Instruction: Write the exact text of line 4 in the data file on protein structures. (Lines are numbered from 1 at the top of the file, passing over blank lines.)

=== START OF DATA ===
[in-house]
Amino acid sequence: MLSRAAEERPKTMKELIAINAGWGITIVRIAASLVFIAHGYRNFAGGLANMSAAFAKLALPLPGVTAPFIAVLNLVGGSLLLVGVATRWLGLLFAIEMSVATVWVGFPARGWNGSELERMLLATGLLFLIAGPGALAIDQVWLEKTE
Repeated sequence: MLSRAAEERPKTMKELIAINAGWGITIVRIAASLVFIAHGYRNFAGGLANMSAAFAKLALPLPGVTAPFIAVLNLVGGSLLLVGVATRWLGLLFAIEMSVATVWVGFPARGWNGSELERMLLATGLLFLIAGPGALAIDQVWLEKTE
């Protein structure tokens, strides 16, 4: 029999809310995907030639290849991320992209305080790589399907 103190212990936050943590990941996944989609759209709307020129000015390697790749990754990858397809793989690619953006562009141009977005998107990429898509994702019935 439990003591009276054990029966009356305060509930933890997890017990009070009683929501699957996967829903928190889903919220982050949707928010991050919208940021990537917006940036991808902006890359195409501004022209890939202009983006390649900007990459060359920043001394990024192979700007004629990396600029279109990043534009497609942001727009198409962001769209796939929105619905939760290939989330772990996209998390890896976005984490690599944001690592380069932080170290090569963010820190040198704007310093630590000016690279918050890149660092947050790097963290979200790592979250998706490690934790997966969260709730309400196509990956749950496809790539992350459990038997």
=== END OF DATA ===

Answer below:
């Protein structure tokens, strides 16, 4: 029999809310995907030639290849991320992209305080790589399907 103190212990936050943590990941996944989609759209709307020129000015390697790749990754990858397809793989690619953006562009141009977005998107990429898509994702019935 439990003591009276054990029966009356305060509930933890997890017990009070009683929501699957996967829903928190889903919220982050949707928010991050919208940021990537917006940036991808902006890359195409501004022209890939202009983006390649900007990459060359920043001394990024192979700007004629990396600029279109990043534009497609942001727009198409962001769209796939929105619905939760290939989330772990996209998390890896976005984490690599944001690592380069932080170290090569963010820190040198704007310093630590000016690279918050890149660092947050790097963290979200790592979250998706490690934790997966969260709730309400196509990956749950496809790539992350459990038997």